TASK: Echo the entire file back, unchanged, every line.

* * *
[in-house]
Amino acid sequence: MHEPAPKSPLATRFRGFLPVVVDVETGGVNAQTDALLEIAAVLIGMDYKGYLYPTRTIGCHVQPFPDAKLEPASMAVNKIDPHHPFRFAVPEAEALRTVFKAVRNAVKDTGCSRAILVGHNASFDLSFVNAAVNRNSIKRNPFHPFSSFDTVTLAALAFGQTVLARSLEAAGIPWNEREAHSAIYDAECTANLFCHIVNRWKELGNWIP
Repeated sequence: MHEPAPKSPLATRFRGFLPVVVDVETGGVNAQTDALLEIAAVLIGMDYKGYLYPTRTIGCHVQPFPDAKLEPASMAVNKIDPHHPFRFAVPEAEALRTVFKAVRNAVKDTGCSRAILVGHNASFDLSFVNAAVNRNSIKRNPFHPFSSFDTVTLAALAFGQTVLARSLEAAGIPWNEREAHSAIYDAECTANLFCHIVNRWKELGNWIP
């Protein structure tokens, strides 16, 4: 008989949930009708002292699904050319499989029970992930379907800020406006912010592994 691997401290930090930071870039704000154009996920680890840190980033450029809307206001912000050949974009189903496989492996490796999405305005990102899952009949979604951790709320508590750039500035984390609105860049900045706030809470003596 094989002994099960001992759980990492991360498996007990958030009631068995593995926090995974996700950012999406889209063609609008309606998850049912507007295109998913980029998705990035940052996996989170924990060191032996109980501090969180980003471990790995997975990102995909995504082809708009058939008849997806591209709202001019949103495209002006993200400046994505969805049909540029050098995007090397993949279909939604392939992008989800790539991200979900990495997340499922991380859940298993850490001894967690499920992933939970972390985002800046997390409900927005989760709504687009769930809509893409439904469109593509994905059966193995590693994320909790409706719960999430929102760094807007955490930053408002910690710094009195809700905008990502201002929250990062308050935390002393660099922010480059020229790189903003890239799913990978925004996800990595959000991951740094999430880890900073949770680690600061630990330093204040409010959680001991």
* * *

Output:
[in-house]
Amino acid sequence: MHEPAPKSPLATRFRGFLPVVVDVETGGVNAQTDALLEIAAVLIGMDYKGYLYPTRTIGCHVQPFPDAKLEPASMAVNKIDPHHPFRFAVPEAEALRTVFKAVRNAVKDTGCSRAILVGHNASFDLSFVNAAVNRNSIKRNPFHPFSSFDTVTLAALAFGQTVLARSLEAAGIPWNEREAHSAIYDAECTANLFCHIVNRWKELGNWIP
Repeated sequence: MHEPAPKSPLATRFRGFLPVVVDVETGGVNAQTDALLEIAAVLIGMDYKGYLYPTRTIGCHVQPFPDAKLEPASMAVNKIDPHHPFRFAVPEAEALRTVFKAVRNAVKDTGCSRAILVGHNASFDLSFVNAAVNRNSIKRNPFHPFSSFDTVTLAALAFGQTVLARSLEAAGIPWNEREAHSAIYDAECTANLFCHIVNRWKELGNWIP
């Protein structure tokens, strides 16, 4: 008989949930009708002292699904050319499989029970992930379907800020406006912010592994 691997401290930090930071870039704000154009996920680890840190980033450029809307206001912000050949974009189903496989492996490796999405305005990102899952009949979604951790709320508590750039500035984390609105860049900045706030809470003596 094989002994099960001992759980990492991360498996007990958030009631068995593995926090995974996700950012999406889209063609609008309606998850049912507007295109998913980029998705990035940052996996989170924990060191032996109980501090969180980003471990790995997975990102995909995504082809708009058939008849997806591209709202001019949103495209002006993200400046994505969805049909540029050098995007090397993949279909939604392939992008989800790539991200979900990495997340499922991380859940298993850490001894967690499920992933939970972390985002800046997390409900927005989760709504687009769930809509893409439904469109593509994905059966193995590693994320909790409706719960999430929102760094807007955490930053408002910690710094009195809700905008990502201002929250990062308050935390002393660099922010480059020229790189903003890239799913990978925004996800990595959000991951740094999430880890900073949770680690600061630990330093204040409010959680001991």